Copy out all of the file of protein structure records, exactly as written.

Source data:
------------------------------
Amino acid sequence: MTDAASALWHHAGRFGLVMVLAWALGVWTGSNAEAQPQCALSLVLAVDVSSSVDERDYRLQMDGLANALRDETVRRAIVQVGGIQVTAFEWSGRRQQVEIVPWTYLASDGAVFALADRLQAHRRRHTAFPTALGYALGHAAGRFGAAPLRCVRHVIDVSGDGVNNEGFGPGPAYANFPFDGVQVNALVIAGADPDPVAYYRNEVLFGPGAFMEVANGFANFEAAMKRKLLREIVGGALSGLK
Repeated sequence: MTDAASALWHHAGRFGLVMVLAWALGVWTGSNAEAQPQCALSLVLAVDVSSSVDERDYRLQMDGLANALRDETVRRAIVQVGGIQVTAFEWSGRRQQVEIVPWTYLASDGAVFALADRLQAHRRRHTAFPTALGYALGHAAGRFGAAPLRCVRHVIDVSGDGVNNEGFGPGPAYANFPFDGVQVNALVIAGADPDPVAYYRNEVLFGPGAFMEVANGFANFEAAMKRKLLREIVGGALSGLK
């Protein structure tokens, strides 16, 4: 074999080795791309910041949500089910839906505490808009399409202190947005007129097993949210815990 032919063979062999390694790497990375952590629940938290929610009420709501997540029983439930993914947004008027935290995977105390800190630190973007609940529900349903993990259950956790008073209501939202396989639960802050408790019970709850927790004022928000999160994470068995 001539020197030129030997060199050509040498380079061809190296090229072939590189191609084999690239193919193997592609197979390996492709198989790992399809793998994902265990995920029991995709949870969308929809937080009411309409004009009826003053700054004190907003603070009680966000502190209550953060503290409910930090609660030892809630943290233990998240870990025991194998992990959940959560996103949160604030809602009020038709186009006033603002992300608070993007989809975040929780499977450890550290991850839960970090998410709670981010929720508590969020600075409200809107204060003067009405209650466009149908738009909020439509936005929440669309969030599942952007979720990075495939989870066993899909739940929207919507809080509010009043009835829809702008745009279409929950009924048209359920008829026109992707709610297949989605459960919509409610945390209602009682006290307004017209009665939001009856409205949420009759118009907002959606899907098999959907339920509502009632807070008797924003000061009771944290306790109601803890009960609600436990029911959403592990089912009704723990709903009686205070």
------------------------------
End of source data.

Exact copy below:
Amino acid sequence: MTDAASALWHHAGRFGLVMVLAWALGVWTGSNAEAQPQCALSLVLAVDVSSSVDERDYRLQMDGLANALRDETVRRAIVQVGGIQVTAFEWSGRRQQVEIVPWTYLASDGAVFALADRLQAHRRRHTAFPTALGYALGHAAGRFGAAPLRCVRHVIDVSGDGVNNEGFGPGPAYANFPFDGVQVNALVIAGADPDPVAYYRNEVLFGPGAFMEVANGFANFEAAMKRKLLREIVGGALSGLK
Repeated sequence: MTDAASALWHHAGRFGLVMVLAWALGVWTGSNAEAQPQCALSLVLAVDVSSSVDERDYRLQMDGLANALRDETVRRAIVQVGGIQVTAFEWSGRRQQVEIVPWTYLASDGAVFALADRLQAHRRRHTAFPTALGYALGHAAGRFGAAPLRCVRHVIDVSGDGVNNEGFGPGPAYANFPFDGVQVNALVIAGADPDPVAYYRNEVLFGPGAFMEVANGFANFEAAMKRKLLREIVGGALSGLK
């Protein structure tokens, strides 16, 4: 074999080795791309910041949500089910839906505490808009399409202190947005007129097993949210815990 032919063979062999390694790497990375952590629940938290929610009420709501997540029983439930993914947004008027935290995977105390800190630190973007609940529900349903993990259950956790008073209501939202396989639960802050408790019970709850927790004022928000999160994470068995 001539020197030129030997060199050509040498380079061809190296090229072939590189191609084999690239193919193997592609197979390996492709198989790992399809793998994902265990995920029991995709949870969308929809937080009411309409004009009826003053700054004190907003603070009680966000502190209550953060503290409910930090609660030892809630943290233990998240870990025991194998992990959940959560996103949160604030809602009020038709186009006033603002992300608070993007989809975040929780499977450890550290991850839960970090998410709670981010929720508590969020600075409200809107204060003067009405209650466009149908738009909020439509936005929440669309969030599942952007979720990075495939989870066993899909739940929207919507809080509010009043009835829809702008745009279409929950009924048209359920008829026109992707709610297949989605459960919509409610945390209602009682006290307004017209009665939001009856409205949420009759118009907002959606899907098999959907339920509502009632807070008797924003000061009771944290306790109601803890009960609600436990029911959403592990089912009704723990709903009686205070």